(i) Copy of the Case Action Summary Sheet to Case File. Upon the disposition of a case and after all entries have been completed, the clerk of the circuit court shall file the case action summary sheet or sheets in numerical order with the sheets from other cases in docket books and shall place a copy of the case action summary sheet or sheets in the case file. The case action summary sheet or sheets shall be the official minutes of the case and shall have the same force and effect as the entries previously contained in “minute books.” These case action summary sheets may be maintained in the same manner as all other court records.
(ii) Retroactive Effect of Rule. All notations entered on case action summary sheets prior to the adoption of this rule shall be sufficient minute entries if the entry otherwise substantially complies with the substantive provisions of this rule.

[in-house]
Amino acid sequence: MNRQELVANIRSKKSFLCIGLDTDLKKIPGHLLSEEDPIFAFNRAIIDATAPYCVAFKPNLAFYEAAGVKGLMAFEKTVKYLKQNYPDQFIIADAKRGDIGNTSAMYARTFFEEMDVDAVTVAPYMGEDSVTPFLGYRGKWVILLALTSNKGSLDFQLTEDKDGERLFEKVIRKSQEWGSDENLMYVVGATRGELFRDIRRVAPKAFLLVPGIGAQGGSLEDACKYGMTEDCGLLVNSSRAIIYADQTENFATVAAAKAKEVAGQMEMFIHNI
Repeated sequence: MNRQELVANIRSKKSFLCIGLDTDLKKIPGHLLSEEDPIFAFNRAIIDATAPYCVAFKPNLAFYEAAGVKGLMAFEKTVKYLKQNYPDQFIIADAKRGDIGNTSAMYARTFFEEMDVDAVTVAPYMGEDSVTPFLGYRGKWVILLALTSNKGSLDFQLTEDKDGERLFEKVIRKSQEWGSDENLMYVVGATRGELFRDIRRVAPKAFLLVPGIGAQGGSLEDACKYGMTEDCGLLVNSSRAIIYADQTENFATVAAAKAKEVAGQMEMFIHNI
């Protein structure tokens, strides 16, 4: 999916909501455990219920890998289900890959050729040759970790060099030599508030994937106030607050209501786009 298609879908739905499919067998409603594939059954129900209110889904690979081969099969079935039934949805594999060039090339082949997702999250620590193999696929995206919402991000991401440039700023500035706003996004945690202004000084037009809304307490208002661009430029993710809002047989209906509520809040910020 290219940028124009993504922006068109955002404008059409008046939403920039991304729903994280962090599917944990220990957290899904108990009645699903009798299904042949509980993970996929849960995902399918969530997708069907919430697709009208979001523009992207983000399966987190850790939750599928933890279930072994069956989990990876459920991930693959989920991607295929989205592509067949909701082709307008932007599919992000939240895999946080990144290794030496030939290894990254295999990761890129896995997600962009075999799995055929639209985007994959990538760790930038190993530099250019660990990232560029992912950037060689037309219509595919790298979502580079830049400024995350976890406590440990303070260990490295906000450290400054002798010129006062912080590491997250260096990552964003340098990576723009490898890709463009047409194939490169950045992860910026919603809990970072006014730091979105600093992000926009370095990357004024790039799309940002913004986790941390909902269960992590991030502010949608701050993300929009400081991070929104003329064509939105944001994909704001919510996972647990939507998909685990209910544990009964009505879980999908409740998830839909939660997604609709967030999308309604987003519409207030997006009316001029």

(iii) Sufficiency of the Case Action Summary Sheets as Record. The case action summary sheets shall be sufficient record of the actions in a particular case.
(4) Admissibility into evidence of the case action summary sheet. A certified copy of the case action summary sheet shall be admissible in any court of this state as evidence of a conviction or any other action recorded thereon, if evidence of the conviction or other action is otherwise admissible. A certified copy of the case action summary sheet shall be prima facie evidence of the jurisdiction of the court maintaining the sheet, both as to the offense and as to the defendant, and of all facts recited therein; provided, however, that if the trial court determines that any of the information recorded on the case action summary sheet may be prejudicial to the defendant, the court may admit the case action summary sheet into evidence and inform the jury of the fact of conviction as indicated by the sheet, but not allow the jury to view the prejudicial matters.
(5) Sentence entries in cases where the defendant is sentenced to death. If the defendant is sentenced to death, then the sentence entry shall include, but shall not be limited to, the following information: